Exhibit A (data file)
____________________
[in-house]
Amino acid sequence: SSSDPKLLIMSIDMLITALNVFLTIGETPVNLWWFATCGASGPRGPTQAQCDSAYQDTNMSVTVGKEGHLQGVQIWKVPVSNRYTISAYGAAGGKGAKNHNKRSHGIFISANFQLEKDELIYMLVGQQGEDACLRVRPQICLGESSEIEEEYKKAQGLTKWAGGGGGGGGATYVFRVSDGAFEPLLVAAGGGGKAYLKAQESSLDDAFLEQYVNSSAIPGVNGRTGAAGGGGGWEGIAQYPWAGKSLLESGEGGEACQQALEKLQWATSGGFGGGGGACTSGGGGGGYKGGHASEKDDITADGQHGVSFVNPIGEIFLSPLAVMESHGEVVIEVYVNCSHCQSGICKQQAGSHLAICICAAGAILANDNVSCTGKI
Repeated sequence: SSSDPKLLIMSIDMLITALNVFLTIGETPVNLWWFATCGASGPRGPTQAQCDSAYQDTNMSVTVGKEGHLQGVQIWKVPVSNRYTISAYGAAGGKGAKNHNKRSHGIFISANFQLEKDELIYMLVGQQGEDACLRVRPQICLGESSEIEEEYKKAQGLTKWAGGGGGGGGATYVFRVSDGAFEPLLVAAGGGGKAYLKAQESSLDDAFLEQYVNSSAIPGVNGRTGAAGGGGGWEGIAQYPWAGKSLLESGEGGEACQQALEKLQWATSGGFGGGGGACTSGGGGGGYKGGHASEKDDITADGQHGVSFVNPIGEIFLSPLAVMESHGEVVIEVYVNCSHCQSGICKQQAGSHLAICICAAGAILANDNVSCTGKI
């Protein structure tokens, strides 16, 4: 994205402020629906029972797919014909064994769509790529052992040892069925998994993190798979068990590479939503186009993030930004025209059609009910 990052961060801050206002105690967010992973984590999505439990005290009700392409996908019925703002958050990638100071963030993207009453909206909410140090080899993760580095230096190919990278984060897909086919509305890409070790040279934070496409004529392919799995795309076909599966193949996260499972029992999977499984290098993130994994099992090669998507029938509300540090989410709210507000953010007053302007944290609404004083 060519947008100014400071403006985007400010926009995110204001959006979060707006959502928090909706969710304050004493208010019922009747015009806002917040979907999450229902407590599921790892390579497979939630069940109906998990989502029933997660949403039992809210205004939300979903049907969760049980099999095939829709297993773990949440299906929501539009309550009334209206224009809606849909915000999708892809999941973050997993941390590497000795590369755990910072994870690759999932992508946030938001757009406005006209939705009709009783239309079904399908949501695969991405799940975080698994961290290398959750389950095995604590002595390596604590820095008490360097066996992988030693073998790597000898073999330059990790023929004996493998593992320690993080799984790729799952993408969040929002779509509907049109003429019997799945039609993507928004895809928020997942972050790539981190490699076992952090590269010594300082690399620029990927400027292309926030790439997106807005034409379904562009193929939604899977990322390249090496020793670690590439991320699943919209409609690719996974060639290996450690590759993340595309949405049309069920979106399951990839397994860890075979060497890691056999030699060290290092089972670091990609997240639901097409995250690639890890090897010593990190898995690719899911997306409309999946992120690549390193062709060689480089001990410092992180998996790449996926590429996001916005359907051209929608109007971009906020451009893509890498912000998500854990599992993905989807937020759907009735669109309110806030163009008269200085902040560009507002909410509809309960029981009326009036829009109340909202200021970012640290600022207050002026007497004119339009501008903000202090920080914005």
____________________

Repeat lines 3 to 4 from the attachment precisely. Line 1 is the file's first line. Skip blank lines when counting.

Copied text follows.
Repeated sequence: SSSDPKLLIMSIDMLITALNVFLTIGETPVNLWWFATCGASGPRGPTQAQCDSAYQDTNMSVTVGKEGHLQGVQIWKVPVSNRYTISAYGAAGGKGAKNHNKRSHGIFISANFQLEKDELIYMLVGQQGEDACLRVRPQICLGESSEIEEEYKKAQGLTKWAGGGGGGGGATYVFRVSDGAFEPLLVAAGGGGKAYLKAQESSLDDAFLEQYVNSSAIPGVNGRTGAAGGGGGWEGIAQYPWAGKSLLESGEGGEACQQALEKLQWATSGGFGGGGGACTSGGGGGGYKGGHASEKDDITADGQHGVSFVNPIGEIFLSPLAVMESHGEVVIEVYVNCSHCQSGICKQQAGSHLAICICAAGAILANDNVSCTGKI
């Protein structure tokens, strides 16, 4: 994205402020629906029972797919014909064994769509790529052992040892069925998994993190798979068990590479939503186009993030930004025209059609009910 990052961060801050206002105690967010992973984590999505439990005290009700392409996908019925703002958050990638100071963030993207009453909206909410140090080899993760580095230096190919990278984060897909086919509305890409070790040279934070496409004529392919799995795309076909599966193949996260499972029992999977499984290098993130994994099992090669998507029938509300540090989410709210507000953010007053302007944290609404004083 060519947008100014400071403006985007400010926009995110204001959006979060707006959502928090909706969710304050004493208010019922009747015009806002917040979907999450229902407590599921790892390579497979939630069940109906998990989502029933997660949403039992809210205004939300979903049907969760049980099999095939829709297993773990949440299906929501539009309550009334209206224009809606849909915000999708892809999941973050997993941390590497000795590369755990910072994870690759999932992508946030938001757009406005006209939705009709009783239309079904399908949501695969991405799940975080698994961290290398959750389950095995604590002595390596604590820095008490360097066996992988030693073998790597000898073999330059990790023929004996493998593992320690993080799984790729799952993408969040929002779509509907049109003429019997799945039609993507928004895809928020997942972050790539981190490699076992952090590269010594300082690399620029990927400027292309926030790439997106807005034409379904562009193929939604899977990322390249090496020793670690590439991320699943919209409609690719996974060639290996450690590759993340595309949405049309069920979106399951990839397994860890075979060497890691056999030699060290290092089972670091990609997240639901097409995250690639890890090897010593990190898995690719899911997306409309999946992120690549390193062709060689480089001990410092992180998996790449996926590429996001916005359907051209929608109007971009906020451009893509890498912000998500854990599992993905989807937020759907009735669109309110806030163009008269200085902040560009507002909410509809309960029981009326009036829009109340909202200021970012640290600022207050002026007497004119339009501008903000202090920080914005």